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Lynett Oliver

South American Exports Threaten US Position as King of Corn

by Lynett Oliver | Dun & Bradstreet Editor

June 22, 2016 | No Comments »

The US has long supplied the world with corn as the top exporter and global producer. But Brazil and Argentina have slowly been closing in on that position. In fact, during the drought of 2012-13 that gripped the American heartland, Brazil actually took the top spot. Changes made by new regimes in both of America’s neighbors far to the south could lead to a more permanent reordering of world corn powers.

Brazil is the world’s third-largest producer of corn and its second-largest exporter, a position it achieved just two years ago. The USDA expects it to remain the #2 exporter through 2025, ahead of Argentina and Uruguay. A combination of the falling value of Brazil’s currency, the real, along with government support in the way of improved transportation options, and even investment from China, have combined to give the country a real boost in corn production.

A June report from the USDA says Brazilian corn exports have increased 21% each year for the last decade. It’s not just that the country is producing more corn, it’s also the timing. It plants a “second crop” later in the year, in a different region of the country, that brings a fresh crop of corn to the international market at a time when US farmers are already facing low postseason prices.

Argentina has benefited from a new government, which made clear from the outset that it intended to be more pro-business and improve the economy. It started by eliminating currency controls, leading to a 45% devaluation of the country’s currency, which boosted the competitiveness of exports, including corn. Next, it reduced export taxes on many agricultural products and completely eliminated them for corn.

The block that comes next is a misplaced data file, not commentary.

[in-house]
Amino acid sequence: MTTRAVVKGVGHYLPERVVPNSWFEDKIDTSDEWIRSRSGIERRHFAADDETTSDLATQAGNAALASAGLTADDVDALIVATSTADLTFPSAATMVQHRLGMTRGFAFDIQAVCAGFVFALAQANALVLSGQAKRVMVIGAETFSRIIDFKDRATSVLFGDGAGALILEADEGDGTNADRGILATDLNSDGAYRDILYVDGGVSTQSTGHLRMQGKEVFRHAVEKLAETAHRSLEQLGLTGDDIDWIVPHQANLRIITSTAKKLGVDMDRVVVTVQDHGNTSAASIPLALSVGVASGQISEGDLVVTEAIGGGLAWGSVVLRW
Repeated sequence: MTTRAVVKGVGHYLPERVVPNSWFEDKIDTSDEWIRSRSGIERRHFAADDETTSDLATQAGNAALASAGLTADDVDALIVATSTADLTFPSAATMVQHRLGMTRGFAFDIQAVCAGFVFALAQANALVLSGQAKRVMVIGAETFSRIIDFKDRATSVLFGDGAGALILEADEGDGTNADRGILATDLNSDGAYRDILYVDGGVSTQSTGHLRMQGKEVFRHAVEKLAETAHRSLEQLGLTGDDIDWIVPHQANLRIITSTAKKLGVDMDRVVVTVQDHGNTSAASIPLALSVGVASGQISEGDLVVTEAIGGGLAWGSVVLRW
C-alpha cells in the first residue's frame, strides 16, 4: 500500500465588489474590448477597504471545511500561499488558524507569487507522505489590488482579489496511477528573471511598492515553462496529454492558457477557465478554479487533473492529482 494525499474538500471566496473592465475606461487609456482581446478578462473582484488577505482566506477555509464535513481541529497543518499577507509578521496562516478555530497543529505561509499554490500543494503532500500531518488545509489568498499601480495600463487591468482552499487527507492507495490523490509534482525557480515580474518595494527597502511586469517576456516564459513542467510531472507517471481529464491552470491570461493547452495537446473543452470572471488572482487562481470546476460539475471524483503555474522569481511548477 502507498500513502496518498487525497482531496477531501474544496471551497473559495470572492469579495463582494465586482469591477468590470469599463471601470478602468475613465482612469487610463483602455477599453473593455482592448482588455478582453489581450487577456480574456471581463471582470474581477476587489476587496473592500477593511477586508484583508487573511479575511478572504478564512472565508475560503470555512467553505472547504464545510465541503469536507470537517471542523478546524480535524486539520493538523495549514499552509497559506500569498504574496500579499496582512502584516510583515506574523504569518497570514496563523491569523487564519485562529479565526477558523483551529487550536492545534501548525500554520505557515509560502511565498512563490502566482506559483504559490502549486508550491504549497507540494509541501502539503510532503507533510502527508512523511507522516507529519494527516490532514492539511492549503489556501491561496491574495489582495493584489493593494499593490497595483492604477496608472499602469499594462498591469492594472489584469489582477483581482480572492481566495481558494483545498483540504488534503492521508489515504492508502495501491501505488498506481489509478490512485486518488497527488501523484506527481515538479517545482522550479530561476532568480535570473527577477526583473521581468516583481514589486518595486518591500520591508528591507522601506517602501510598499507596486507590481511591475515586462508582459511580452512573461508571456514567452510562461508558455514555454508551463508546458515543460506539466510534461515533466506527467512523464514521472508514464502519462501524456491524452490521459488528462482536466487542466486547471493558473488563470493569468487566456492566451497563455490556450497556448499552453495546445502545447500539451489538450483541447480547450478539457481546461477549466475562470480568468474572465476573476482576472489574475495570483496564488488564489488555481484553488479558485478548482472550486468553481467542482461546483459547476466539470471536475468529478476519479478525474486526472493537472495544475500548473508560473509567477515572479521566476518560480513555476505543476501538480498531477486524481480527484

Finally, Argentina changed the permitting, tracking, and reporting system for exports, effectively boosting the price farmers receive for corn, according to the US Grains Council (USCG). The USDA expects the policy changes to soon make that country’s agricultural heartland the lowest-cost corn exporter in the world.

Is there an upside to all this for US farmers? Maybe. Reports in May and June from the USDA, the USCG, and National Corn Growers Association all point to rising corn sales, exports, and prices as well as higher yields per acre for US farmers.

Industry Impact: US corn farmers may want to look into ways to increase productivity or explore shifting some corn production to other crops, such as soybeans, which are being squeezed out by corn production in Brazil and Argentina.

Lynett Oliver is an Industry Specialist with D&B’s First Research, where she covers the oil, agriculture, and mining industries, mostly. Prior to that, she covered companies in a variety of industries for D&B’s Hoover’s. She’s also written for local publications, created training materials for Walt Disney World, and played a lot of board games. You can read her shorter musings on Twitter.


Photo by Alejandro Barrón, used here under a Creative Commons license.

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